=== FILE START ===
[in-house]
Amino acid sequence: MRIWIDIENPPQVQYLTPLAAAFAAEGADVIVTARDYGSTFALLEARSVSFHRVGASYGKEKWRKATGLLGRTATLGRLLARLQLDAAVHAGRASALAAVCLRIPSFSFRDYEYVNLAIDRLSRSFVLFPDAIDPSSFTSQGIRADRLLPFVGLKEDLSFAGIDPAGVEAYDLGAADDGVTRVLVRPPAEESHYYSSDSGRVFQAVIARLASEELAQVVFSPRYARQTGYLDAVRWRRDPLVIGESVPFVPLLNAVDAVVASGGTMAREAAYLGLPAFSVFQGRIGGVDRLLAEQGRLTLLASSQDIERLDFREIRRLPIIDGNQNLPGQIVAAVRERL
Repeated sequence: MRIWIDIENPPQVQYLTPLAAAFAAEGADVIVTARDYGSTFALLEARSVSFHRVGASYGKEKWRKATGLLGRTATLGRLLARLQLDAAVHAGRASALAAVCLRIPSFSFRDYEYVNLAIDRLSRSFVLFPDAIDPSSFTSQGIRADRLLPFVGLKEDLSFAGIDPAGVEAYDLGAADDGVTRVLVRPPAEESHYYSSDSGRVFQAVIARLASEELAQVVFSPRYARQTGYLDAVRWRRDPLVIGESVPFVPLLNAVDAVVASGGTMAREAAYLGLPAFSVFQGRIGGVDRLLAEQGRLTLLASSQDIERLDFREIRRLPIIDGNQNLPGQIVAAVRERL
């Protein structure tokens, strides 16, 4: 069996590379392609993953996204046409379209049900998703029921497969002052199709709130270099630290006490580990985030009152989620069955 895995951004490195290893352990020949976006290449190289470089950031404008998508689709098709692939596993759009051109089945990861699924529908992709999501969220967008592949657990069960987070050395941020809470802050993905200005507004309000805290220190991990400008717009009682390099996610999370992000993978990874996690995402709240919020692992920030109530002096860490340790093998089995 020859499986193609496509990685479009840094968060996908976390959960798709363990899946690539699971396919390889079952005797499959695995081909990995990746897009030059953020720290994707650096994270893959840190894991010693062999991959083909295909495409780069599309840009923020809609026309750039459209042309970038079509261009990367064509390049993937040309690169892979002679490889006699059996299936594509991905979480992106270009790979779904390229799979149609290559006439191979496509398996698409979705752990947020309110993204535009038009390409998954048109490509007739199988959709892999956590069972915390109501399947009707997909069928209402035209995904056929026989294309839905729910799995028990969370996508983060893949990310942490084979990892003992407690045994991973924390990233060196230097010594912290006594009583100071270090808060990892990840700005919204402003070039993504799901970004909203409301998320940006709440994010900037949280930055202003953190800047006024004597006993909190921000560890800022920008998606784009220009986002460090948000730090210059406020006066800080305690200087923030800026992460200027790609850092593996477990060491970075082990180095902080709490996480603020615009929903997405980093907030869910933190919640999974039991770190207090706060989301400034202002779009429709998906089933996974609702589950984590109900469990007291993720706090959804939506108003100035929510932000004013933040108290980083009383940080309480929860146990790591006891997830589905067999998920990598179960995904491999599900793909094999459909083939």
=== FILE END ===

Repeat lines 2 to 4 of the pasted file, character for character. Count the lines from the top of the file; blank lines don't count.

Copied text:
Amino acid sequence: MRIWIDIENPPQVQYLTPLAAAFAAEGADVIVTARDYGSTFALLEARSVSFHRVGASYGKEKWRKATGLLGRTATLGRLLARLQLDAAVHAGRASALAAVCLRIPSFSFRDYEYVNLAIDRLSRSFVLFPDAIDPSSFTSQGIRADRLLPFVGLKEDLSFAGIDPAGVEAYDLGAADDGVTRVLVRPPAEESHYYSSDSGRVFQAVIARLASEELAQVVFSPRYARQTGYLDAVRWRRDPLVIGESVPFVPLLNAVDAVVASGGTMAREAAYLGLPAFSVFQGRIGGVDRLLAEQGRLTLLASSQDIERLDFREIRRLPIIDGNQNLPGQIVAAVRERL
Repeated sequence: MRIWIDIENPPQVQYLTPLAAAFAAEGADVIVTARDYGSTFALLEARSVSFHRVGASYGKEKWRKATGLLGRTATLGRLLARLQLDAAVHAGRASALAAVCLRIPSFSFRDYEYVNLAIDRLSRSFVLFPDAIDPSSFTSQGIRADRLLPFVGLKEDLSFAGIDPAGVEAYDLGAADDGVTRVLVRPPAEESHYYSSDSGRVFQAVIARLASEELAQVVFSPRYARQTGYLDAVRWRRDPLVIGESVPFVPLLNAVDAVVASGGTMAREAAYLGLPAFSVFQGRIGGVDRLLAEQGRLTLLASSQDIERLDFREIRRLPIIDGNQNLPGQIVAAVRERL
């Protein structure tokens, strides 16, 4: 069996590379392609993953996204046409379209049900998703029921497969002052199709709130270099630290006490580990985030009152989620069955 895995951004490195290893352990020949976006290449190289470089950031404008998508689709098709692939596993759009051109089945990861699924529908992709999501969220967008592949657990069960987070050395941020809470802050993905200005507004309000805290220190991990400008717009009682390099996610999370992000993978990874996690995402709240919020692992920030109530002096860490340790093998089995 020859499986193609496509990685479009840094968060996908976390959960798709363990899946690539699971396919390889079952005797499959695995081909990995990746897009030059953020720290994707650096994270893959840190894991010693062999991959083909295909495409780069599309840009923020809609026309750039459209042309970038079509261009990367064509390049993937040309690169892979002679490889006699059996299936594509991905979480992106270009790979779904390229799979149609290559006439191979496509398996698409979705752990947020309110993204535009038009390409998954048109490509007739199988959709892999956590069972915390109501399947009707997909069928209402035209995904056929026989294309839905729910799995028990969370996508983060893949990310942490084979990892003992407690045994991973924390990233060196230097010594912290006594009583100071270090808060990892990840700005919204402003070039993504799901970004909203409301998320940006709440994010900037949280930055202003953190800047006024004597006993909190921000560890800022920008998606784009220009986002460090948000730090210059406020006066800080305690200087923030800026992460200027790609850092593996477990060491970075082990180095902080709490996480603020615009929903997405980093907030869910933190919640999974039991770190207090706060989301400034202002779009429709998906089933996974609702589950984590109900469990007291993720706090959804939506108003100035929510932000004013933040108290980083009383940080309480929860146990790591006891997830589905067999998920990598179960995904491999599900793909094999459909083939």